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Bread for the World denounces the recent killings of George Floyd and generations of Africans and their descendants in the U.S. and around the globe who have been devastated by structural racism and inequity.Read Statement
Bread for the World believes prayer is central to the work of ending hunger by 2030. Hunger happens in every corner of the world. In this blog series, we will provide a prayer for a different group of countries each week and their efforts to end hunger.
This prayer series will follow the Ecumenical Prayer Cycle, a list compiled by the World Council of Churches that enables Christians around the world to journey in prayer through every region of the world, affirming our solidarity with Christians all over the world, brothers and sisters living in diverse situations, experiencing their challenges and sharing their gifts.
We will especially be lifting up in prayer the challenges related to hunger and poverty that the people of each week’s countries face. In prayer, God’s story and our own story connect—and we and the world are transformed. In a prayer common to all of us—the Lord’s Prayer/the Our Father—we pray, “Give us this day our daily bread.” This line from this prayer can also be a prayer for the end of hunger.
We invite you to join Bread in our prayers for the world’s countries to end hunger. And we encourage you to share with us your prayers for the featured countries of the week or for the end of hunger in general.
For the week of October 15 – 21: Belize, Guatemala, Honduras, and Mexico
We believe in God, the creator of oases and springs of water in the midst of deserts,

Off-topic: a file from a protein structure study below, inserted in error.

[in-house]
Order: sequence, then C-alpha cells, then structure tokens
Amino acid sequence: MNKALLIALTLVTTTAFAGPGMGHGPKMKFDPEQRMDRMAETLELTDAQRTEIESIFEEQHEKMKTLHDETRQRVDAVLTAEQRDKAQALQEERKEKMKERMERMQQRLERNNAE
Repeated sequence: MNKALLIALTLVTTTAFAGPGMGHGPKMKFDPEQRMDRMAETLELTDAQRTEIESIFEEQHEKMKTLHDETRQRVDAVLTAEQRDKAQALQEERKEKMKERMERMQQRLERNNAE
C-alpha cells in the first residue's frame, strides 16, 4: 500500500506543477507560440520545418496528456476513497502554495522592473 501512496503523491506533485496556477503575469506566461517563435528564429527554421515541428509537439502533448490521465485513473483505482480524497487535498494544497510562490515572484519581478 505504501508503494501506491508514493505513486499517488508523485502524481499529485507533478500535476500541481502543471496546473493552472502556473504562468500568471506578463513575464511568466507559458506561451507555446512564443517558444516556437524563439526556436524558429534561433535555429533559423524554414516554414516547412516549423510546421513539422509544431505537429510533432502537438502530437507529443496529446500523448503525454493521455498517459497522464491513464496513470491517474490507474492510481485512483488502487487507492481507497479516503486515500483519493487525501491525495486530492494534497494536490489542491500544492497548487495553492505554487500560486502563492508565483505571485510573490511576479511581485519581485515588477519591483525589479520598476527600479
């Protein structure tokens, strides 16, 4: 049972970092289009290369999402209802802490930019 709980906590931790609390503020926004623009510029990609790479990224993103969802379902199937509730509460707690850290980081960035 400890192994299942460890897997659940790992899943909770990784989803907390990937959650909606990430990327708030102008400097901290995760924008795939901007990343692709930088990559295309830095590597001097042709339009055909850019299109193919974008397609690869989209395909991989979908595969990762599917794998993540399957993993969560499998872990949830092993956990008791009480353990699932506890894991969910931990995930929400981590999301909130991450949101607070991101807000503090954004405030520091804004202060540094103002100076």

who provides resting places of blessing for all God’s creatures and in whose hands we are protected from all evil.
We believe in Jesus Christ, source of life, living water, who satisfies the thirst of those who thirst for peace, who gives strength to the weary and purpose to those who have lost their way in life.
We believe in the Holy Spirit, the balm of consolation, companion on the way, who gives strength when we are about to faint and inspires us to continue on the way.
In consideration of what God, Father, Son and Holy Spirit, has done this day and throughout our lives, we commit ourselves, as persons whom the grace of God has changed, to accompany others who are at moments of desert in their lives, in situations of pain and times of sadness.
Percentage of the population of these countries living below the national poverty line:
Source: World Bank World Development Indicators as found in the 2017 Hunger Report.
Prayer is a central part of Bread for the World’s work. Learn more about how you can get involved with prayer at Bread.
These fact sheets provide a snapshot of hunger and poverty in the United States and in each state plus Washington, D.C.
With the coronavirus now spreading in low-resource contexts and new waves of infection expected in the coming year, better nutrition for vulnerable people is more important than ever.
“As you therefore have received Christ Jesus the Lord, continue to live your lives in him, rooted and built up in him and established in faith.” These words from Colossians 2:6 remind us of the faith that is active in love for our neighbors.
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The Supplemental Nutrition Assistance Program (SNAP) is designed to respond to changes in need, making it well suited to respond to crises such as the COVID-19 pandemic.
Bread for the World and its partners are asking Congress to provide $200 million for global nutrition in the fiscal year 2020 budget.
In 2017, 11.8 percent of households in the U.S.—40 million people—were food-insecure, meaning that they were unsure at some point during the year about how they would provide for their next meal.